This all makes an environment ripe for exploitation and security lapses.
Haftar is supported by Egypt and the UAE, which has given him considerable leverage, but controlling huge swathes of territory has proved difficult, even with his resources.
He could also decide to close the eastern terminals and fields at any time.
His Libyan National Army fighters recently declared the Crescent a closed military zone and barred entry to anyone without their explicit permission.
This is part of the LNA's strategy to counter threats around the facilities in central Libya from the IS militant group, but it has also prompted fears of a fresh round of violence around Libya's key oil export facilities.
The Oil Crescent includes Es Sider, the country's largest port, as well as the Ras Lanuf, Marsa al-Brega and Zueitina ports.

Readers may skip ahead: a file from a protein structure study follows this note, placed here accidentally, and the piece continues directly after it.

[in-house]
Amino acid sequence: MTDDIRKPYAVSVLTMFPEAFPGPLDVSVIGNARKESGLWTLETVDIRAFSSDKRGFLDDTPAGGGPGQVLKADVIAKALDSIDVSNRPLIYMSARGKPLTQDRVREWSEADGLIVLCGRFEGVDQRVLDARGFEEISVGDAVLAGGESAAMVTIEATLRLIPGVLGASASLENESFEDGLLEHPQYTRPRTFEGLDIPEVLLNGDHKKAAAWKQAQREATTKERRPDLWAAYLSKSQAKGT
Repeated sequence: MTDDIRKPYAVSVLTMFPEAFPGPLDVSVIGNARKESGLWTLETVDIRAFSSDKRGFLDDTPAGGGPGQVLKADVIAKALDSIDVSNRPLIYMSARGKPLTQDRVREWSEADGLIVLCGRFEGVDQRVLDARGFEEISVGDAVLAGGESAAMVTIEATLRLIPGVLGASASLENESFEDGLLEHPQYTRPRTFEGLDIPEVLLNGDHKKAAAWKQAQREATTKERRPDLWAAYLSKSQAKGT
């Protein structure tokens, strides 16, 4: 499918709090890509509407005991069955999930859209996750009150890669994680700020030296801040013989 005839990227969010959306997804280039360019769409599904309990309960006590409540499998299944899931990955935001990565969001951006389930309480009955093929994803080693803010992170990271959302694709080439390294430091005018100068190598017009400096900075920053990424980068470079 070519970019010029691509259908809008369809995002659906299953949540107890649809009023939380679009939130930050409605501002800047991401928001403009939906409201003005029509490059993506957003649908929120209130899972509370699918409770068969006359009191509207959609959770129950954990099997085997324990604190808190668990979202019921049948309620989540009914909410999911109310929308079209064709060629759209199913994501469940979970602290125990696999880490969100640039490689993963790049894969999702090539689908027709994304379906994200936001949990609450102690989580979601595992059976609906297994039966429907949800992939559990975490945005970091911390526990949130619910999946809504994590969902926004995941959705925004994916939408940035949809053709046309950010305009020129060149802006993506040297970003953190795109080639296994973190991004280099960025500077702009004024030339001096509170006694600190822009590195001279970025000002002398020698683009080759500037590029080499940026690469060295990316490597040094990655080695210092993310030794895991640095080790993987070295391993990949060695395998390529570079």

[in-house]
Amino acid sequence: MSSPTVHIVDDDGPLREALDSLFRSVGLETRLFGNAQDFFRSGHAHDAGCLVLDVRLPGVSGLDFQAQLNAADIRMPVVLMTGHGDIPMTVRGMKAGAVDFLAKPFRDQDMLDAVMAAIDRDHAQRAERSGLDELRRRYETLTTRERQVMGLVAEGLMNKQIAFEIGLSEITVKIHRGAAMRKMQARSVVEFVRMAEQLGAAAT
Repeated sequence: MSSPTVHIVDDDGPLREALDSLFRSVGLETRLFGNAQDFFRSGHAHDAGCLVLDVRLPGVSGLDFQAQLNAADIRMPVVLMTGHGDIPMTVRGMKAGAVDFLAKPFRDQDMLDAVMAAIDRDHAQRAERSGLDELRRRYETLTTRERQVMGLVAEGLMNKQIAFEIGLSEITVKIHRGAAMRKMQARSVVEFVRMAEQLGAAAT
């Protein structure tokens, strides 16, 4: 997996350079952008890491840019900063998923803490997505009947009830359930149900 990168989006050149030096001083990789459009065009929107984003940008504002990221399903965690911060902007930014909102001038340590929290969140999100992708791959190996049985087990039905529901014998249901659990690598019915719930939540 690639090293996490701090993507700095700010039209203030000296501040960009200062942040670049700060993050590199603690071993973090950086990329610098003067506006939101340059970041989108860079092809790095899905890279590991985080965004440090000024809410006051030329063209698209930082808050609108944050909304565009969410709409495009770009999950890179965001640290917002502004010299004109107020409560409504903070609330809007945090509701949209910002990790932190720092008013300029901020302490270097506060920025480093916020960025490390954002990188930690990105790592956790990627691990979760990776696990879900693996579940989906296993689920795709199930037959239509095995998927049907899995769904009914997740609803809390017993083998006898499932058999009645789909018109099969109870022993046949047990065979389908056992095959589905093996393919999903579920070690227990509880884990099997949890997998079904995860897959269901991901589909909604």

Es Sider and Ras Lanuf were badly damaged by previous IS attacks, which reduced their capacity significantly.
Waha Oil Company, a joint venture of NOC and US companies ConocoPhillips, Marathon Oil and Hess, is currently looking for new ways to finance projects at the Es Sider export terminal, including replacing corroded pipelines and crude oil storage tanks.
The long absence of political stability has accumulated not only debt for international oil company operating in Libya, but exacerbated dangerous power vacuum there.
The lack of a central authority and a trusted mechanism for disbursing funds and government resources around the country will continue to be the biggest issue facing the operators.
Until Libya's competing local groups fear a centralized force, or see a national budget working which they consider fair and effective, the root causes underlying this instability and the interruptions that follow it will not fade.
NOC's Sanalla set out a long list of his hopes for 2018 in Houston in late-November.
"We hope next year to increase production. We hope to improve security and cut down the rate of interruptions. We hope to secure new investment. We hope a new political solution will be reached. We hope to finalize and pass our new Petroleum Law," he said.
However, it is hard to see his wish list coming true.